The Federal Patient Protection and Affordable Care Act of 2010 is a law that states that workers should be given ample break time and a comfortable place to express breast milk. In addition to the federal provision, some individual states also offer breastfeeding laws. Companies combine laws and company philosophies for key components for a nursing mother policy. The law also requires employers to put this policy in writing and share with employees.
Number of Breaks
Under PPACA, employers are required to give breastfeeding mothers breaks that give them ample time to express breast milk and also a private place to do so. The company does not have to pay the mother for breaks that go beyond the time frame of normal breaks she would receive during the work day, however. One part of the policy should state whether the employer pays for any of the additional breaks.
A Place to Nurse
PPACA also requires that companies set up a specific location for breastfeeding mothers. The law states that the place should not be a restroom. It should be out of view of others and private. This requirement is a challenge for smaller employers without the extra office space to set up a specific room to meet this requirement. However, if the company has less than 50 employees and setting up the space is an undue hardship, the requirement may be waived.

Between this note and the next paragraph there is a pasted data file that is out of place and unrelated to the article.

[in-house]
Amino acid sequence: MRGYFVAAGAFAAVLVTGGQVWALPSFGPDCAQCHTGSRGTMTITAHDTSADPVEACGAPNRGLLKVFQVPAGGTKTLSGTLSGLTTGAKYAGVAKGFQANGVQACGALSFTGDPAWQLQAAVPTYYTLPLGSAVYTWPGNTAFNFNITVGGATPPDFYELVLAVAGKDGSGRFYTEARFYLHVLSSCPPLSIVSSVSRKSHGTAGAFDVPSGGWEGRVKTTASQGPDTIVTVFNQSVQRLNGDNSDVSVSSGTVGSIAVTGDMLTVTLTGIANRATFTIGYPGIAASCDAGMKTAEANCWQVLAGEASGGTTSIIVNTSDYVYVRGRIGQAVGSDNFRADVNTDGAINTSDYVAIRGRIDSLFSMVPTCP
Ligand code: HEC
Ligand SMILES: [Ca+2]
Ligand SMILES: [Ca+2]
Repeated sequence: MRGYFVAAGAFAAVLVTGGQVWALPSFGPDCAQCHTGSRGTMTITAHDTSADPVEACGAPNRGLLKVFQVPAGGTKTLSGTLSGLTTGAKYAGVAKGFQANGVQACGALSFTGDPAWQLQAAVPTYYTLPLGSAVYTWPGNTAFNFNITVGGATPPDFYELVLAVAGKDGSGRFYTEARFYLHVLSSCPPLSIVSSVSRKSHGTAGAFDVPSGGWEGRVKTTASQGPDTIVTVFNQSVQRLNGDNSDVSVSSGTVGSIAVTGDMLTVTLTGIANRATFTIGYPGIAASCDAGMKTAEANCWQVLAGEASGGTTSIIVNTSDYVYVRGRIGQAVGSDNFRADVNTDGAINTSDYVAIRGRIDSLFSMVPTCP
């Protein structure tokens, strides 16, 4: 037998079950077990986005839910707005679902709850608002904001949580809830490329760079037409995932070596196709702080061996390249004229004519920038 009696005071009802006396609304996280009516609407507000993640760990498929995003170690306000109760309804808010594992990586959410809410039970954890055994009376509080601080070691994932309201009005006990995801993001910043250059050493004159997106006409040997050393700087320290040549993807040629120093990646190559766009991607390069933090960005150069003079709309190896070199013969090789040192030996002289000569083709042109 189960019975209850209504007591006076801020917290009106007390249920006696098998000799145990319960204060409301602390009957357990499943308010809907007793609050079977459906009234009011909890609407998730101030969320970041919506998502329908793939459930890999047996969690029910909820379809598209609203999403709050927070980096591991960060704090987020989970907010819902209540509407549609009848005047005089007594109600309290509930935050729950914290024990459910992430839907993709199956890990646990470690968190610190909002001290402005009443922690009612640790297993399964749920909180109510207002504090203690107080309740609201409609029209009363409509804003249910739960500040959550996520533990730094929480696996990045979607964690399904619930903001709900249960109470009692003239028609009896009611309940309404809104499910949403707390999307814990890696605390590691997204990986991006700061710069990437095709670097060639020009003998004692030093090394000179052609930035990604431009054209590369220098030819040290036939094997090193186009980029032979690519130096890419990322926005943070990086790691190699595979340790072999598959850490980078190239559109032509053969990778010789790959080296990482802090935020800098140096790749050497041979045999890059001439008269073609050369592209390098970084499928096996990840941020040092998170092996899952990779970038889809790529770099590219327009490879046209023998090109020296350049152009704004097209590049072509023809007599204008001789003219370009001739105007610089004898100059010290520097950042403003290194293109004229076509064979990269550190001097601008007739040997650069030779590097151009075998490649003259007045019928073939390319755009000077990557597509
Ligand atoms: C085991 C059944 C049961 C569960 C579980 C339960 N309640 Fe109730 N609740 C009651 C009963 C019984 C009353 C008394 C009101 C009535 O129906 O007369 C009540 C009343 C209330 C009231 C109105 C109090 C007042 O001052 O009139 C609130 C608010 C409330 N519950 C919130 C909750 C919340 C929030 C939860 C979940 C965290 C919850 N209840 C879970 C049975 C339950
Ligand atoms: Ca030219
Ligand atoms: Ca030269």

Paid or Unpaid?
Although the federal law does not require the company to pay for breaks outside of normally scheduled breaks, some states have implemented laws that do require employers to pay new mothers for extra breaks used to expel breast milk. The Fair Labor Standards Act (FLSA) states that the law that is most beneficial to the employee is the one that applies when federal and state laws conflict. In this case, if the company resides in a state where nursing breaks are paid as mandated by law, then the employer will need to pay the employee for these additional breaks.
Although the support of co-workers isn’t mandated by federal or state law, management and co-workers offering encouragement to the breastfeeding mother can help with employee morale. A simple statement added to the nursing policy shows workers that the company supports its workers’ needs. In addition, the leadership of a company sets the overall tone for how co-workers react to a nursing mother who is perhaps taking more breaks than a non-nursing employee. A written policy avoids any questions or misunderstandings about nursing breaks.